Exerting pressures by mandating a spend of 2% of the pre-tax profits through compulsory corporate social responsibility (CSR) in the new Companies Bill has to be seriously rethought as it makes for no real sense. The majority of our businesses are family owned. There is a blurring of corporate and personal philanthropies. At times there also exists a close connect too. The families have now come to realise it makes good business sense to go in for more and more into charitable activities more out of part-risk management or smart thinking or self–introspection.


It also flows more out of public pressure on an increasing educated middle class entering into the mainstream of the growing inequality gap between wealth and aspirations and the threat of social unrest fuelled the anti-corruption movements and exposes. One present or gen-next tycoon is quoted to have conceded – “With so much appalling poverty all around, how long will common people tolerate such inequalities? I certainly would not if I were them. I resent it like mad.”  This is the reaction of all right thinking middle class India to-day.


The need of the hour

Our schools and college education, even the Mumbai University are in extremely bad shape. Broken down school buildings, without doors or windows, no blackboards or benches, stinking and overflowing toilets, frequently absent teachers are the bane of schools. Many student-resident doctors of Mumbai’s LTM Medical College are afflicted by chronic TB and hepatitis as a result of insanitary living conditions; the state of affairs at the Grant Medical College is no better. The Mumbai University, once India’s oldest and most revered of institutions, with paper leakages, disputed appointments and marks scandals, forged degree certificates desperately cries for help.


The 8th Annual Status of Education Report 2012 brought out by an NGO Pratham after a study of schools across the country shows that number of Class V students who could not read Class II level text books or solve simple two digit substractions rose from 46.3% in 2010 to 51.8% in 2011 and shot up to 53.2% in 2012. Madhav Chavan from Pratham says, “Measures the government is taking are not working. Since 2012, things are moving in the opposite direction. Discontented with the state-provided education, parents are turning towards private schooling with a vengeance – the percentage of 6-14 age group enrolled there jumped from 18.7% in 2006 to 28.3% in 2012 and this is expected to hit 50% in the course of the next 10 years.”


New born babies die almost every day in the public hospitals from Kolkatta to Srinagar; in Delhi hospital oxygen cylinders run dry leading to death of patients in the ICU. Mumbai’s KEM hospital Paediatric Cardiac Surgery is without an essential hear-lung machine with 700 suffering kids in the queue and 20 patients have already died since January 2012. The Municipal Corporation of Mumbai (BMC) is still in the tendering process. There is an urgent need for the authorities to call upon the privately managed hospitals to fulfil their mandated statutory obligation to treat such emergency cases.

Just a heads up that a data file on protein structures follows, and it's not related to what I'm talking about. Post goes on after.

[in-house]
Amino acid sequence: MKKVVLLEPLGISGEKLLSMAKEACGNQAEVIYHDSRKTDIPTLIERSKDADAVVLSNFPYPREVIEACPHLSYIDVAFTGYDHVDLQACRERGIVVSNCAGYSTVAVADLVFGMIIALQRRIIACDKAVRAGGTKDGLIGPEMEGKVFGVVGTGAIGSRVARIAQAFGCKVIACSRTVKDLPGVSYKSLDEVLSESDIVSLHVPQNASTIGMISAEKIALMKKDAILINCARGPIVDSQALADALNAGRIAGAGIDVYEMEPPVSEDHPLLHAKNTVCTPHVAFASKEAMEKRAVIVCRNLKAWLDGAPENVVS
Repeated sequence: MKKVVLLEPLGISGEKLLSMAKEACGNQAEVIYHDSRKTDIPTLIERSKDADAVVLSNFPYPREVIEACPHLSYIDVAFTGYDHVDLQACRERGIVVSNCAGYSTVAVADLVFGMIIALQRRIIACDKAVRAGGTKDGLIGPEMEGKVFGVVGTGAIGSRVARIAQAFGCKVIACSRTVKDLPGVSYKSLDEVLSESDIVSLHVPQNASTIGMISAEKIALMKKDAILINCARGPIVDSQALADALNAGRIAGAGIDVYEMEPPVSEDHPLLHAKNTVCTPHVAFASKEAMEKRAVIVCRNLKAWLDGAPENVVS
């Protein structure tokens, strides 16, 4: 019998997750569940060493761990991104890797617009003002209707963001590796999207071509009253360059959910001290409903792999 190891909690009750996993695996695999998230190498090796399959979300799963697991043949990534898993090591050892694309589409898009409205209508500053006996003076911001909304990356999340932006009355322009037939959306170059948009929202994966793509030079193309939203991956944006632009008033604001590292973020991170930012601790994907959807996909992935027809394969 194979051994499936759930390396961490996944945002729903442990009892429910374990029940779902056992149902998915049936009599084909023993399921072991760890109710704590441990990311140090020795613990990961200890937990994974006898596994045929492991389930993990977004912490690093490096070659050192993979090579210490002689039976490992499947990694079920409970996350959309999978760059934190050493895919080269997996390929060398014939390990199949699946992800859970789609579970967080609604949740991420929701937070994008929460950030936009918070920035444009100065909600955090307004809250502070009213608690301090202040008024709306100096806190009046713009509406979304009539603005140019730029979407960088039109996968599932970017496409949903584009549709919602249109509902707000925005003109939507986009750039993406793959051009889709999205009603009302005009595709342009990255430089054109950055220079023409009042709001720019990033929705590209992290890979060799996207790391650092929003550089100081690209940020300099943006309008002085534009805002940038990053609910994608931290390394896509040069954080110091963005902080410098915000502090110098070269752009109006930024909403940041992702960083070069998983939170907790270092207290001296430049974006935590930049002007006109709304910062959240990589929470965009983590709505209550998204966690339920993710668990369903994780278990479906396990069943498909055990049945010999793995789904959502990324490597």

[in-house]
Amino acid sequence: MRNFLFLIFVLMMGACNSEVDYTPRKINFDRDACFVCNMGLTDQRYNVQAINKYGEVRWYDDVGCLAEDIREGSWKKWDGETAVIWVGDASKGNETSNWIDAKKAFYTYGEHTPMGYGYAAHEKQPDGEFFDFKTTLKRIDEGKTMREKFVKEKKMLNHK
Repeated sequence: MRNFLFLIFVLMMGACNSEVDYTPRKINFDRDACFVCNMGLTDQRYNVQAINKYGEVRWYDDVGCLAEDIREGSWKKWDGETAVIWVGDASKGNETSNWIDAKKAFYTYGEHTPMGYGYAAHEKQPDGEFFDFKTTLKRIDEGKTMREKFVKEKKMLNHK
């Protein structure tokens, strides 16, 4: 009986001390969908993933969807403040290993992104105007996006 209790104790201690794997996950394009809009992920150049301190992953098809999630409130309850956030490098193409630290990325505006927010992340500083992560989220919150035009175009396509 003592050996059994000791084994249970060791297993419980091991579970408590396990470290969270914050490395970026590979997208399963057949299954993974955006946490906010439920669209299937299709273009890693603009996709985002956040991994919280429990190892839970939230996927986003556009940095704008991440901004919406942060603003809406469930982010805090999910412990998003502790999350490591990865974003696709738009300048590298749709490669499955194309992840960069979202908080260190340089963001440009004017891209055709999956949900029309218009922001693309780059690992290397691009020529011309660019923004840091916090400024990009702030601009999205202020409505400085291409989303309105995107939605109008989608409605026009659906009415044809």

Hand-holding charitable activities with PPP models

Vastness of our country demands putting into place all modes of innovative workings for cause-specific charity models – the model that holds good for education may not necessarily work in the health care segment and vice versa.

We have large corporates like the Tatas, Birlas, Infosys, Wipro, Singhanias, as also religious orders like the Ramakrishna Mission, Swami Narayan, Art of Living, Brahmakumaris, the Jesuits and other Catholic orders, individuals and families  that have set up and been efficiently managing charitable institutions running educational institutions, hospitals and clinics. Their expertise gathered over the years needs to be put to effective use with the GOI encouraging public-private-partnership (PPP) models with them.


As a part of the reform process the government should  hand over  to run under the PPP model, healthcare institutions to Trusts or NGOs with excellent track records of the  likes of the Ramakrishna Mission at Kolkatta and Mumbai,  Dr Devi Shetty’s Narayan Hrudualaya and Manipal Group in Bengaluru, Bombay Hospital that are all running well managed health care institutions. It equally applies in the education and University sector where some of Deemed Universities like the Manipal University have made names for themselves.


The models

The states and autonomous bodies like the Railways, ports, airport authorities, municipal corporations, public sector undertakings (PSUs), India Post and Defence Services are sitting on vast hectares of idle lands that can easily be developed into state-of-the art education and health institutions.


In the PPP model, the land and the buildings constructed thereon can constitute the public contribution and the participating private partner– the Foundation or NGOs can manage them on a build-operate-transfer (BOT) or management fee basis. The governing board can comprise equal representation for each stakeholder in addition to the active participation of locally based apolitical members of civil society with clean credentials forming the third component. This will make for a truly representative and transparent organization. There is also a need to build in representation for those funding like HNIs/FIIs and others choosing to invest substantially.


The taxation laws need to be tweaked in this incentivization process by building in self-regulatory conditions like ensuring adequate information for donors and sponsors, accounting for spending and recognizing arms-length dealings with those at the helm of affairs. As it is practically all educational and healthcare institution are registered as not-for-profit entities to remain outside the tax net. 

All this calls for support from think tank of large charities to apply their collective wisdom to come out with more workable propositions with transparent objects, management structure and revenue models.


(Nagesh Kini is a Mumbai-based chartered accountant turned activist.)